alienness


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alienness

(ˈeɪlɪənnəs)
n
the state or quality or being alien, foreign, or unfamiliar
References in periodicals archive ?
Pakistan then enters into the picture as the preserver of this alienness. The story of Muhammad Bin Qasim's conquest, however, is rife with historical inaccuracies.
(52.) The Chinese guest, the Cockney Piper and the upper-class English pronunciation of 'similah' demonstrate the alienness of many self-proclaimed Burnsians, who, according to MacDiarmid, indulge in a superficial representation of Scotland whilst ignoring most of the bard's work.
Alexander deftly sidesteps the wornout cliches that permeate discussions of the "alienness" of English versus the "authenticity" of Indian languages.
Product of the implanting into human brains of an alien technology, the Silencers' identity is not in and of itself alien, but rather is built around alienness as a dominant identificatory feature.
Rather, I mean that the language of the protesters pushes us toward questions about the relationship between American Jewish migration histories and other histories-legal, political, cultural and social histories of movement and settlement, alienness and citizenship, belonging and exclusion.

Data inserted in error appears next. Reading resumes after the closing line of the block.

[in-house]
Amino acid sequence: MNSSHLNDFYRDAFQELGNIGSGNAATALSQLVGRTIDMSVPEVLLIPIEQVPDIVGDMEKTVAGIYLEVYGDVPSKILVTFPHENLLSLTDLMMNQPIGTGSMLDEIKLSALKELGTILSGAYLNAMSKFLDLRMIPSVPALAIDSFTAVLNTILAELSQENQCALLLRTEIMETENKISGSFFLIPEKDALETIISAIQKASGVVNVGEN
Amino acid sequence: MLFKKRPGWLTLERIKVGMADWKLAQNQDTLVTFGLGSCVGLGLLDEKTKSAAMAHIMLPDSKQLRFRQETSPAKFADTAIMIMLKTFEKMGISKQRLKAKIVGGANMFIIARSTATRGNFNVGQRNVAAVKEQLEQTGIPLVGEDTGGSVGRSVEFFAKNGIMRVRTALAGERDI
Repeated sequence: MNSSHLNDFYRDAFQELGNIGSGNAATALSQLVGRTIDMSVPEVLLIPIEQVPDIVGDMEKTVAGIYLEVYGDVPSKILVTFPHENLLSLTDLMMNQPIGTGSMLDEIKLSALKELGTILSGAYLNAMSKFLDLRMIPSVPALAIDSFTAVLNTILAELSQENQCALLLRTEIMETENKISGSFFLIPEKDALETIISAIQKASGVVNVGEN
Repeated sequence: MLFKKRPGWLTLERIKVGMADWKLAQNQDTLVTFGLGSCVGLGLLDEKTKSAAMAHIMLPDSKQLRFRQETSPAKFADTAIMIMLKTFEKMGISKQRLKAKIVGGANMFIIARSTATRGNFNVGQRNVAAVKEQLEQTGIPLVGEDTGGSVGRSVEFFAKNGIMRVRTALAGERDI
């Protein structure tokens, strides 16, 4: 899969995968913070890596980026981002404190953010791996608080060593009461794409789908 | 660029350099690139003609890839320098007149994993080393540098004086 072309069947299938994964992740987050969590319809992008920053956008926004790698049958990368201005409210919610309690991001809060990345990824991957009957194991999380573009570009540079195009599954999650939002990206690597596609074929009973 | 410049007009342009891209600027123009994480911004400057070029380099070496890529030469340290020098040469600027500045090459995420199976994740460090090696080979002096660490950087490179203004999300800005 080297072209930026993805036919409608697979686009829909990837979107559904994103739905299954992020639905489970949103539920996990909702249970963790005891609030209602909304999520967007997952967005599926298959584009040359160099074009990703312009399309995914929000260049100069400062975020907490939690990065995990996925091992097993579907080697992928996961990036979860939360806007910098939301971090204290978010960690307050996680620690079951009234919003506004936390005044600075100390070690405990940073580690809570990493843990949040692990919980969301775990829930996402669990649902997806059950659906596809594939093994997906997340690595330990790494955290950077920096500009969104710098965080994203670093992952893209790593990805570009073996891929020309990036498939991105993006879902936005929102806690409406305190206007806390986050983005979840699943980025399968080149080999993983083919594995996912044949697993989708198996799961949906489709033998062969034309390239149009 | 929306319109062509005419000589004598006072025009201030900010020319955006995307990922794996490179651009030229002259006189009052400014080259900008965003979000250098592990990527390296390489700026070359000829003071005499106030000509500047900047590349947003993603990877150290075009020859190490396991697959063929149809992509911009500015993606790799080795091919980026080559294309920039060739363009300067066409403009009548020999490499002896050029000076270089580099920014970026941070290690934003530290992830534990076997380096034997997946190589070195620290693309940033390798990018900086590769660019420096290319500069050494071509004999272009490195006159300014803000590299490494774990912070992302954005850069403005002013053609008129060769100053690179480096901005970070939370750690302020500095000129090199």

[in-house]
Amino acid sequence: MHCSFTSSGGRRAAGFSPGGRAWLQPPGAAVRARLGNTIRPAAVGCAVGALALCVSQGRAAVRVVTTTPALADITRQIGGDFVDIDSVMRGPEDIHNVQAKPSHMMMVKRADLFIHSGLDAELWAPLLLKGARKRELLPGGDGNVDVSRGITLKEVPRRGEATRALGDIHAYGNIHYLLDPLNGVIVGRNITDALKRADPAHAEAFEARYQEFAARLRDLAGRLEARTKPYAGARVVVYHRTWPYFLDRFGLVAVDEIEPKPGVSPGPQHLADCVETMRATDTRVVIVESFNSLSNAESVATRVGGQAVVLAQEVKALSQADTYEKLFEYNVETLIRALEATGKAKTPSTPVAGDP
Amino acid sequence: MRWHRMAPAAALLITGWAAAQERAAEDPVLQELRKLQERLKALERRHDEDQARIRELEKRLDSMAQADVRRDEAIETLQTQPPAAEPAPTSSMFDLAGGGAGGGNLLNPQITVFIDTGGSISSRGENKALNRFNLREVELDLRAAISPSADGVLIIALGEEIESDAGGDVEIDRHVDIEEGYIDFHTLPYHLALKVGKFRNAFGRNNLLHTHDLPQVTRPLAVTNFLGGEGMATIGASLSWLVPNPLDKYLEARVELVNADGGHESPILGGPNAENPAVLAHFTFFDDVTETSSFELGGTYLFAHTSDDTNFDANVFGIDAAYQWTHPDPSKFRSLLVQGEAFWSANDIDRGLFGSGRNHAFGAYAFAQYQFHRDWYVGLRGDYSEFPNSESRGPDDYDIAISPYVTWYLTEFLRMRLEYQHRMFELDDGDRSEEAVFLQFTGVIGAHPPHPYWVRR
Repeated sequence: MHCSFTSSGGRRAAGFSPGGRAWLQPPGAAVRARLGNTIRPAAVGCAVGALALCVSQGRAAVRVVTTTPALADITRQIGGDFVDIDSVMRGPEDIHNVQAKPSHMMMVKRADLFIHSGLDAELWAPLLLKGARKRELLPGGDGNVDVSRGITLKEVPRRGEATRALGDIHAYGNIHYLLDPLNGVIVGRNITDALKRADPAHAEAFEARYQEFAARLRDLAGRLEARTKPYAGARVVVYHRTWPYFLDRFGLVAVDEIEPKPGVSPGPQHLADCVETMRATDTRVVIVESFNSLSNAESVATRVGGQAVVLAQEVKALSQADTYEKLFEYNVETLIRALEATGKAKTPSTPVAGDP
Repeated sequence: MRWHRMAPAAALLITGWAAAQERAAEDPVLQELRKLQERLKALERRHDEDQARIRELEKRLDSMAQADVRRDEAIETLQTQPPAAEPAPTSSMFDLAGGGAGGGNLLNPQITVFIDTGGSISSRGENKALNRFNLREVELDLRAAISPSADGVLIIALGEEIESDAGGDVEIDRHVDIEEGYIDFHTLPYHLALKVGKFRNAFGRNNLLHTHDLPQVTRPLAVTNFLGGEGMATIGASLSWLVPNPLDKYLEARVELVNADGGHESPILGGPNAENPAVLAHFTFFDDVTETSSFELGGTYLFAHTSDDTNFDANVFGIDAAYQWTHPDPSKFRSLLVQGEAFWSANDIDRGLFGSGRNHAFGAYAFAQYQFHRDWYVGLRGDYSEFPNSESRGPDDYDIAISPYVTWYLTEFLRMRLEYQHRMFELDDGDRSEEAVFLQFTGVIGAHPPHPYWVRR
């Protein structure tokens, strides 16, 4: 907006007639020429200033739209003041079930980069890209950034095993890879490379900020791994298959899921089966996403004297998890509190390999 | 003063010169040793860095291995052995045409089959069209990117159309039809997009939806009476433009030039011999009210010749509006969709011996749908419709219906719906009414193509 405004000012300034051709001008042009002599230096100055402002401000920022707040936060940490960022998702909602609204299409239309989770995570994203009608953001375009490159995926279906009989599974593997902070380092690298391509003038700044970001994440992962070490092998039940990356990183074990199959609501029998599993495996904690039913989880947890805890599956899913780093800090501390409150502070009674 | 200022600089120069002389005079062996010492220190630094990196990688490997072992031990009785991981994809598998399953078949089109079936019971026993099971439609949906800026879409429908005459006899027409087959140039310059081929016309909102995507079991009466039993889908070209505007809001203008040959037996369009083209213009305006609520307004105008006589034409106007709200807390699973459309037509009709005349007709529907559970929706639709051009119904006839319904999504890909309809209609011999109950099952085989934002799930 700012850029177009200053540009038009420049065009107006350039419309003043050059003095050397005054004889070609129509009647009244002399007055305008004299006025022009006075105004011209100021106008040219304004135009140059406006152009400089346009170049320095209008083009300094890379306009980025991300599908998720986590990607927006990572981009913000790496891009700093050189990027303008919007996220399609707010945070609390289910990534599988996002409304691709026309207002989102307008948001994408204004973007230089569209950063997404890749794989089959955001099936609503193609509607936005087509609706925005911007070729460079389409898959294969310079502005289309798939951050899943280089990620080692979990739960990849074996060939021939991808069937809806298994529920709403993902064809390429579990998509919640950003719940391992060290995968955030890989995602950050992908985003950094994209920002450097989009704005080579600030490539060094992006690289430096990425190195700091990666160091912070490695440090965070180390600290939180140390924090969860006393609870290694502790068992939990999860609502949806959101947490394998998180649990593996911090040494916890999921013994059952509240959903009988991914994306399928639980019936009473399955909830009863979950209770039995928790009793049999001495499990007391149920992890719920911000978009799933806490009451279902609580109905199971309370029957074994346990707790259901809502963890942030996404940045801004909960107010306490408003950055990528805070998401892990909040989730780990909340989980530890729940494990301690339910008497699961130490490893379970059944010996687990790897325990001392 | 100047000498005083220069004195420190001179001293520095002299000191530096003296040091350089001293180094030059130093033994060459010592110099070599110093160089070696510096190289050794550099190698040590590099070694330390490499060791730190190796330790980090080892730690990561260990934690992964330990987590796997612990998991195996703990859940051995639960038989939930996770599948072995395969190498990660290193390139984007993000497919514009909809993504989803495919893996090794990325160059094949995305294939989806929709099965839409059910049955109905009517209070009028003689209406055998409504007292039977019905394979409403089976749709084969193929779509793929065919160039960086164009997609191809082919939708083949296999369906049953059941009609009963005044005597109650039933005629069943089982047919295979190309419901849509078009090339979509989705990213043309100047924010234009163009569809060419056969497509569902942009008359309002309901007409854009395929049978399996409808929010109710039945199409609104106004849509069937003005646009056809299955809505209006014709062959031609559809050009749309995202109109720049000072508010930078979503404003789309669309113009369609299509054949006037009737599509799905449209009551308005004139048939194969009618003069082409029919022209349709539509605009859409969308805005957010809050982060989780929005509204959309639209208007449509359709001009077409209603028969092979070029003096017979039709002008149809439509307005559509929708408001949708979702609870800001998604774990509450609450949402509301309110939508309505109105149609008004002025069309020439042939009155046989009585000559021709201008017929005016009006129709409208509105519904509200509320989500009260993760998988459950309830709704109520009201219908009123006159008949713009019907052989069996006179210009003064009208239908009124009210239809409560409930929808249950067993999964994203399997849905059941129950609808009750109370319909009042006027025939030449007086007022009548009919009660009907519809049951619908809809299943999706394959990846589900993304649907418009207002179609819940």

"The Goring" and "The Beggars", on the contrary, pinpoint the writer's disapproval of the uncanny alienness perceived around, so "Fiesta Melons" must be regarded as an exception in the sequence.
dis- location; memberment, dis- memberment; citizenship, alienness;
In Under the Skin, alienness surfaces as the digital image--the film plays with and exploits the digital possibilities of cinema to produce alienness.
In practice, my aim was to keep the line from grabbing unwelcome attention by putting together elements substantial to its function: precise baseness ("salvaje") with (now flawed) imprecise alienness ("de Oriente").
(5) Driven by who-knows-what for the unnamed, distant otherness, Merwin's night-traveler experiences the familiar alienness of the world: "I remember waking at the rivers / to see girders of gray sleepless bridges / appearing from sleep out of a current...
Thus, the intellectuals find it easy to adopt a cosmopolitan attitude towards questions of culture and identity, while poor immigrants are constantly reminded of their otherness, foreignness, and alienness.
If periodically, at the critical junctures of existence, the peasant masses demonstrate a passion for the suppression of history's order, a desperate desire to unmake history [disfare la storia] and drive it as far back as possible into the indistinctness of chaos, this derives precisely from the fact that history's order is not currently made for these masses (even if they are trying in their own way to enter it) and that what is called History and Civilization hangs over them with anguished alienness and malevolent hostility.